If you prefer a lower tech self-help solution, there are some good books on CBT-I. Here are some of the ones I like. (Please note: The links below are affiliate links, meaning at no cost to you I earn a commission on clicks that lead to a purchase.)
Carney and Manber begin their book by laying out the recipe for good sleep. The next two chapters tell you what behaviors to change in order to tighten up your sleep.
The rest of the book focuses on the “C” in CBT-I, emphasizing training the mind in order to sleep well. There are chapters on quieting an active mind, establishing a winding down routine at night, and relaxing the body (which can relax the mind), among others. Throughout these chapters the authors highlight the importance of letting go of effort, which is incompatible with sleep. (If you’re curious, try really hard to fall asleep tonight!)
The final chapter makes explicit what’s was implicit in earlier chapters: That mindful acceptance and letting go can help us step out of the struggle with sleepless nights—leading to better sleep. They encourage opening to your experience even if you’re unhappy about it, to avoid the trap of resisting what we cannot change.
You can choose to accept feelings of tiredness during the day, rather than giving in to those feelings and reducing your activity levels. —From Goodnight Mind
Goodnight Mind might be the book for you if your thoughts are the biggest enemy of your sleep.
Quiet Your Mind and Get to Sleep: Solutions to Insomnia for Those with Depression, Anxiety, or Chronic Pain (Colleen Carney & Rachel Manber; 192 pages)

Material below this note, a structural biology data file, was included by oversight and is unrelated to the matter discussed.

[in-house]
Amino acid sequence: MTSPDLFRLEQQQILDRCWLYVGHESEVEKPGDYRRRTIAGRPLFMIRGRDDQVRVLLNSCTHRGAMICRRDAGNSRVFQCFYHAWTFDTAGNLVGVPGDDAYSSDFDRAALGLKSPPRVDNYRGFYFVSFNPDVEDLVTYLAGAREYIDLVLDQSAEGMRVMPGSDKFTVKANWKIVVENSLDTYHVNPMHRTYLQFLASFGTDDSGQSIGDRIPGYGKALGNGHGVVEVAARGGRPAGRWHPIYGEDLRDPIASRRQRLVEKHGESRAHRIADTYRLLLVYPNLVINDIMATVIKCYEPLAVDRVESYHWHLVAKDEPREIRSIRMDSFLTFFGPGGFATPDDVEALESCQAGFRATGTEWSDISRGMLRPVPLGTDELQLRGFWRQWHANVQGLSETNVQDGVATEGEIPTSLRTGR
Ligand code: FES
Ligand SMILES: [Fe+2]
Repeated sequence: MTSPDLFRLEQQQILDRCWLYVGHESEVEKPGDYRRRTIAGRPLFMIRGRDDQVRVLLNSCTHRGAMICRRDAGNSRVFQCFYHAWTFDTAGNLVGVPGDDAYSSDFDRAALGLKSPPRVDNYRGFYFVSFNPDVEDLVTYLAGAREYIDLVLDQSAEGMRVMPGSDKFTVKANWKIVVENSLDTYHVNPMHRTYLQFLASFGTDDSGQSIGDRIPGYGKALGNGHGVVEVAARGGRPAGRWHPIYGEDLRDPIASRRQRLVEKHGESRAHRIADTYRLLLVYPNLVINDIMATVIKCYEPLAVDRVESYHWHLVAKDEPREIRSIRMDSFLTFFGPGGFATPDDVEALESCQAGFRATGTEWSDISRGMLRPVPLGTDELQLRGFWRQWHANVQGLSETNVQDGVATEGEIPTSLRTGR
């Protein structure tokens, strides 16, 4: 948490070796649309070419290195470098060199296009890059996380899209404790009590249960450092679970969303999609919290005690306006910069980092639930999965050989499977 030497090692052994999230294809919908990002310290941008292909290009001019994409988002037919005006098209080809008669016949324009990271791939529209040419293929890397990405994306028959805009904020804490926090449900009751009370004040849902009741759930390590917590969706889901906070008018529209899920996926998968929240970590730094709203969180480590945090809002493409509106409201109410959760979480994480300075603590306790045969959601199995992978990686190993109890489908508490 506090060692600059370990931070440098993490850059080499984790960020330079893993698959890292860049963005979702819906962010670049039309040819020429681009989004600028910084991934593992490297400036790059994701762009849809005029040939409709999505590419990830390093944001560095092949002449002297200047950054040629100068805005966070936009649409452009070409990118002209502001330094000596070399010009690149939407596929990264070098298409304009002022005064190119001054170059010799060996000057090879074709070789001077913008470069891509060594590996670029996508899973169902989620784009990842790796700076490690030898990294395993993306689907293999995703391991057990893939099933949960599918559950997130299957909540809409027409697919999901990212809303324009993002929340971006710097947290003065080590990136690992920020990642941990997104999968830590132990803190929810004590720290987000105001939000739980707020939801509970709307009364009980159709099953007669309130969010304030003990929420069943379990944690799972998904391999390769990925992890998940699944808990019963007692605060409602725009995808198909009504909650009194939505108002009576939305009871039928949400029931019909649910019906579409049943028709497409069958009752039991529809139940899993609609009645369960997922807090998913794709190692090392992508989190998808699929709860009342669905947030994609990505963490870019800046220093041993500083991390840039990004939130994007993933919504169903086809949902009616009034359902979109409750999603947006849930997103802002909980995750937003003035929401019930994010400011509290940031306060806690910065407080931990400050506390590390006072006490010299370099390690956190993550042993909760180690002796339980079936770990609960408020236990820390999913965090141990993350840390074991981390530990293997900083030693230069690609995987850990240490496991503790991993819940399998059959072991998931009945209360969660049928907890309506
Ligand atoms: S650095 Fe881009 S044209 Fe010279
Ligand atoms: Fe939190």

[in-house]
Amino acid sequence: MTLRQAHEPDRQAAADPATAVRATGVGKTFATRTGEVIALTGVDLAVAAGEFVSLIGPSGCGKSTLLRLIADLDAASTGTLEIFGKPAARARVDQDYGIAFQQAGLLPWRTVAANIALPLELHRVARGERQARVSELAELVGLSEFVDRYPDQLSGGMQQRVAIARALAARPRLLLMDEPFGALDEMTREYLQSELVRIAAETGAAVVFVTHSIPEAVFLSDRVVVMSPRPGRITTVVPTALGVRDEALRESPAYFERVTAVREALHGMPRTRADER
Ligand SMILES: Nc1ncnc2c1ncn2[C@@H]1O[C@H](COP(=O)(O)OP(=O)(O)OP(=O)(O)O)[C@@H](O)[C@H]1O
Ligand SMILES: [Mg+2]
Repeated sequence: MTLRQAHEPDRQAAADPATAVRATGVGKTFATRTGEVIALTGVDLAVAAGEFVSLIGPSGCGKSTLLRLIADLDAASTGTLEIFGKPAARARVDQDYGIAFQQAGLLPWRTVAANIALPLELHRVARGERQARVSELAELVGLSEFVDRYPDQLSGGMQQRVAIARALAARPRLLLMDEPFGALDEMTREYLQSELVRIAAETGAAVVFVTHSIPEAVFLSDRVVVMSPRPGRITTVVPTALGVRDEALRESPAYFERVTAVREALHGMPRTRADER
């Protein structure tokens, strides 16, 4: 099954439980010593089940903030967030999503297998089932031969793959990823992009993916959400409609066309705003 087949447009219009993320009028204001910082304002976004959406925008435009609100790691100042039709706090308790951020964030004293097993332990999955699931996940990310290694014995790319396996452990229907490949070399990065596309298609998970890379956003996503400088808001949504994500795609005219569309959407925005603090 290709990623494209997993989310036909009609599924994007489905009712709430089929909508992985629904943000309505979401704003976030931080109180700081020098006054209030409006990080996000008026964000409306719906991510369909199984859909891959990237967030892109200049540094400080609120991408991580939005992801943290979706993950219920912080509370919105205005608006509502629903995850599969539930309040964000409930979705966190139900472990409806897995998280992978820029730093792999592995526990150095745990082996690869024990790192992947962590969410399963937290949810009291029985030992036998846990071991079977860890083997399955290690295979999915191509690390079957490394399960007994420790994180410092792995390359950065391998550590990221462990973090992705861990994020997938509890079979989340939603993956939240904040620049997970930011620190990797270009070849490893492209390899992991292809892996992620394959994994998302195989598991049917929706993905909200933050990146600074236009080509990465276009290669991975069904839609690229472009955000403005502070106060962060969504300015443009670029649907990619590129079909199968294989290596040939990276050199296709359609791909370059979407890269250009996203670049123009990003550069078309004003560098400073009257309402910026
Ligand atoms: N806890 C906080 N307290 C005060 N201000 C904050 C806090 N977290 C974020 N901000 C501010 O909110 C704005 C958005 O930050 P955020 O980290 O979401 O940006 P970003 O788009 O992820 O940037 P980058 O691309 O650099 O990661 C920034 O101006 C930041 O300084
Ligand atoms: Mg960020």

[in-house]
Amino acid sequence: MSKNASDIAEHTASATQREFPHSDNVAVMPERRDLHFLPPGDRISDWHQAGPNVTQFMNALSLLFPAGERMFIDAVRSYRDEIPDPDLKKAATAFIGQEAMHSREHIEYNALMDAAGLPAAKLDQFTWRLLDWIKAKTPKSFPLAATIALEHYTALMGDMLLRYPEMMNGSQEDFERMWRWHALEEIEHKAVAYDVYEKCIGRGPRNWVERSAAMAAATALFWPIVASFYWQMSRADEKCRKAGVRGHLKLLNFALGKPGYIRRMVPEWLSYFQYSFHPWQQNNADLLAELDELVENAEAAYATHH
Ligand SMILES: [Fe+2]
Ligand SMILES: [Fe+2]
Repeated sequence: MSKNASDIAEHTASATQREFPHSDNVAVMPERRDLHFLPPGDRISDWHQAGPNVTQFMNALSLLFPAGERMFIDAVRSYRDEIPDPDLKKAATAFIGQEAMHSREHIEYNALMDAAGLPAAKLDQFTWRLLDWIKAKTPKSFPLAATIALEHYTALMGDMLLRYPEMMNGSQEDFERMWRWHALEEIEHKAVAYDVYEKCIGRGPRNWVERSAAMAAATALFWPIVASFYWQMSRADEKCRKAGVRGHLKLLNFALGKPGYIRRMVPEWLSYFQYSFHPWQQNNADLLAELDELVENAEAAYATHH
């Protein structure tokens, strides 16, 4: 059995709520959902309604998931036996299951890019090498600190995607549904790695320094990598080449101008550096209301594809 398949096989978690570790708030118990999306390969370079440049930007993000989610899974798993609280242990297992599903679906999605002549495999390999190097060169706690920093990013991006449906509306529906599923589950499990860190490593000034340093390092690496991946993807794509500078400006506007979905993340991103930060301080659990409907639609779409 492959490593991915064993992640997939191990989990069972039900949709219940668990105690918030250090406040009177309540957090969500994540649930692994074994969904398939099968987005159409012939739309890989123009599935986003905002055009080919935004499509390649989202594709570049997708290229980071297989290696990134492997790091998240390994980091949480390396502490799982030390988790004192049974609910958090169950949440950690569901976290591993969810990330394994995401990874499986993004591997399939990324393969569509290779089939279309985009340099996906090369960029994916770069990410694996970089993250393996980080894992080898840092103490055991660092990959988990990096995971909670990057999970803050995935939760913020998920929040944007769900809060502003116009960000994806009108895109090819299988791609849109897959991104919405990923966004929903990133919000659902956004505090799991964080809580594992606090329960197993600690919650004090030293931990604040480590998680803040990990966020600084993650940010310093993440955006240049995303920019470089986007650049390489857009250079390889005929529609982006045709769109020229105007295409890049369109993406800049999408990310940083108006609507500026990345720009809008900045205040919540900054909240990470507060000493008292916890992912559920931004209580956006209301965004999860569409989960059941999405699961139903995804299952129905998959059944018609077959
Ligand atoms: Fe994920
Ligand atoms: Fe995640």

In their earlier collaboration on CBT-I, Carney and Manber start with an overview of sleep and insomnia, including how insomnia develops and what maintains it. Both of the authors are sleep experts, and it comes across in their writing. At the same time, I like how they break down the concepts into ideas that are easy to understand, and use clear diagrams to illustrate key points.
Later in the book they address common barriers to good sleep—what they call “sleep thieves”—and how CBT-I removes them. They also devote a chapter to the problem of anxiety about sleep which often creates a vicious circle that perpetuates insomnia.
A plus of this book is that the authors address the depression, anxiety, and chronic pain that often go along with chronic insomnia. They include descriptions of these other conditions so you can do a self-assessment, and discuss how medications can interact with insomnia.
The Resources section at the back contains book and web recommendations for further information about topics like depression, anxiety, chronic pain, and better relationship communication.
If you’re looking for an informative self-help insomnia book that addresses depression, anxiety, and chronic pain, Quiet Your Mind and Get to Sleep might be right for you.
End the Insomnia Struggle: A Step-by-Step Guide to Help You Get to Sleep and Stay Asleep (Colleen Ehrnstrom & Alisha Brosse; 232 pages)
This book is divided into 4 sections:
- an introduction to sleep and insomnia, including the principles of mindfulness that can be powerful antidotes to insomnia
- behavioral strategies—the “B” in CBT-I—including sleep scheduling and building a strong association between Bed and Sleep
- cognitive strategies—the “C” in CBT-I—including changing unhelpful thoughts, dealing with worry, and the practice of mindfulness
- maintaining and building on your treatment progress
At the end of the book the authors include sections on circadian rhythm disorders (like being stuck at a 4 AM bedtime and a 12:00 noon wakeup time) and menopause. The incorporation of mindfulness-based approaches is a further strength of this book; I find in my own practice (not to mention in my own life) that sleep-related acceptance is an invaluable tool in managing insomnia.
Ehrnstrom and Brosse write in a warm and inviting style that seems to embody the principles of mindfulness that they describe. It strikes me as the best type of compassion: empathic and understanding while also encouraging the changes that will relieve suffering long-term. They’re good guides for this journey.
The Insomnia Workbook (Stephanie Silberman; 224 pages)
This workbook starts out in the usual way—an overview of sleep followed by a discussion of what insomnia is. Silberman then devotes an entire chapter to sleep medication, followed by chapters that cover the components of CBT-I (e.g., sleep hygiene, relaxation techniques, cognitive techniques).